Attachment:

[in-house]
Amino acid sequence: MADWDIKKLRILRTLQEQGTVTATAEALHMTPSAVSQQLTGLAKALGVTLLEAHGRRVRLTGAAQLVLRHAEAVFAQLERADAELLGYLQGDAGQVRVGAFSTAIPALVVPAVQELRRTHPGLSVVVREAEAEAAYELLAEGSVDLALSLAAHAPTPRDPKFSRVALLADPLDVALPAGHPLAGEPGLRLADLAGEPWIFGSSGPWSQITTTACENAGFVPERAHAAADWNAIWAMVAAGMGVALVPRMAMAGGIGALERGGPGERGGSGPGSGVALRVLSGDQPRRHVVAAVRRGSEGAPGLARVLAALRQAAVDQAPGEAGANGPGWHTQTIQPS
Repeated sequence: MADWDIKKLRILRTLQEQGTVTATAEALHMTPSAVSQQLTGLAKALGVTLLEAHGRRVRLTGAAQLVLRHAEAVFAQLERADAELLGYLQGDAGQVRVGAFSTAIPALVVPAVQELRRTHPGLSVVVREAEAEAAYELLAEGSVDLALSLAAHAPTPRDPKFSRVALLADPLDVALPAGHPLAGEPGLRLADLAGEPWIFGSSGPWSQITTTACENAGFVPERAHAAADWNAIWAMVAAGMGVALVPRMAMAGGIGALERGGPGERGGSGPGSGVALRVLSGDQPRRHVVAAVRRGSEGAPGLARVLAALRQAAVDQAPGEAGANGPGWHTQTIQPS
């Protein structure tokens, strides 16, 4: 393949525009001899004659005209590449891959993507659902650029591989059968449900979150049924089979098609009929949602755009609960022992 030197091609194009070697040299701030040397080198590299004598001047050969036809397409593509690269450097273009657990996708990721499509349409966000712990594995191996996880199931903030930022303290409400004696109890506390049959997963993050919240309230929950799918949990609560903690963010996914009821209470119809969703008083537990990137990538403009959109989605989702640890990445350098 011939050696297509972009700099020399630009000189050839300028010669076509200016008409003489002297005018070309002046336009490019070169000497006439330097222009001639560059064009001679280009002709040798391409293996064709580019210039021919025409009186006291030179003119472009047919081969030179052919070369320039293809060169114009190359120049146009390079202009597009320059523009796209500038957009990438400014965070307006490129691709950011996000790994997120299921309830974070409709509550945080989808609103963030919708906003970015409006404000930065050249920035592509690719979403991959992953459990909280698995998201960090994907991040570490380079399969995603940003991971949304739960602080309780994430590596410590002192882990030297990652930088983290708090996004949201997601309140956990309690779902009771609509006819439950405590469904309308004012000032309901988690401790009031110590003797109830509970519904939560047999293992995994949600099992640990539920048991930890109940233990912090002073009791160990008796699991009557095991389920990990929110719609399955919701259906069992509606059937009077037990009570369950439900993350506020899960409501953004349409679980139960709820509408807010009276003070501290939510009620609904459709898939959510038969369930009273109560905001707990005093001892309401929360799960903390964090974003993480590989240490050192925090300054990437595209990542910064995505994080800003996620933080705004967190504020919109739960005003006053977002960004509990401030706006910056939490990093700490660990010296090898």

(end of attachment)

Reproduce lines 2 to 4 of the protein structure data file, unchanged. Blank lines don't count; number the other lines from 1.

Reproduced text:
Amino acid sequence: MADWDIKKLRILRTLQEQGTVTATAEALHMTPSAVSQQLTGLAKALGVTLLEAHGRRVRLTGAAQLVLRHAEAVFAQLERADAELLGYLQGDAGQVRVGAFSTAIPALVVPAVQELRRTHPGLSVVVREAEAEAAYELLAEGSVDLALSLAAHAPTPRDPKFSRVALLADPLDVALPAGHPLAGEPGLRLADLAGEPWIFGSSGPWSQITTTACENAGFVPERAHAAADWNAIWAMVAAGMGVALVPRMAMAGGIGALERGGPGERGGSGPGSGVALRVLSGDQPRRHVVAAVRRGSEGAPGLARVLAALRQAAVDQAPGEAGANGPGWHTQTIQPS
Repeated sequence: MADWDIKKLRILRTLQEQGTVTATAEALHMTPSAVSQQLTGLAKALGVTLLEAHGRRVRLTGAAQLVLRHAEAVFAQLERADAELLGYLQGDAGQVRVGAFSTAIPALVVPAVQELRRTHPGLSVVVREAEAEAAYELLAEGSVDLALSLAAHAPTPRDPKFSRVALLADPLDVALPAGHPLAGEPGLRLADLAGEPWIFGSSGPWSQITTTACENAGFVPERAHAAADWNAIWAMVAAGMGVALVPRMAMAGGIGALERGGPGERGGSGPGSGVALRVLSGDQPRRHVVAAVRRGSEGAPGLARVLAALRQAAVDQAPGEAGANGPGWHTQTIQPS
């Protein structure tokens, strides 16, 4: 393949525009001899004659005209590449891959993507659902650029591989059968449900979150049924089979098609009929949602755009609960022992 030197091609194009070697040299701030040397080198590299004598001047050969036809397409593509690269450097273009657990996708990721499509349409966000712990594995191996996880199931903030930022303290409400004696109890506390049959997963993050919240309230929950799918949990609560903690963010996914009821209470119809969703008083537990990137990538403009959109989605989702640890990445350098 011939050696297509972009700099020399630009000189050839300028010669076509200016008409003489002297005018070309002046336009490019070169000497006439330097222009001639560059064009001679280009002709040798391409293996064709580019210039021919025409009186006291030179003119472009047919081969030179052919070369320039293809060169114009190359120049146009390079202009597009320059523009796209500038957009990438400014965070307006490129691709950011996000790994997120299921309830974070409709509550945080989808609103963030919708906003970015409006404000930065050249920035592509690719979403991959992953459990909280698995998201960090994907991040570490380079399969995603940003991971949304739960602080309780994430590596410590002192882990030297990652930088983290708090996004949201997601309140956990309690779902009771609509006819439950405590469904309308004012000032309901988690401790009031110590003797109830509970519904939560047999293992995994949600099992640990539920048991930890109940233990912090002073009791160990008796699991009557095991389920990990929110719609399955919701259906069992509606059937009077037990009570369950439900993350506020899960409501953004349409679980139960709820509408807010009276003070501290939510009620609904459709898939959510038969369930009273109560905001707990005093001892309401929360799960903390964090974003993480590989240490050192925090300054990437595209990542910064995505994080800003996620933080705004967190504020919109739960005003006053977002960004509990401030706006910056939490990093700490660990010296090898």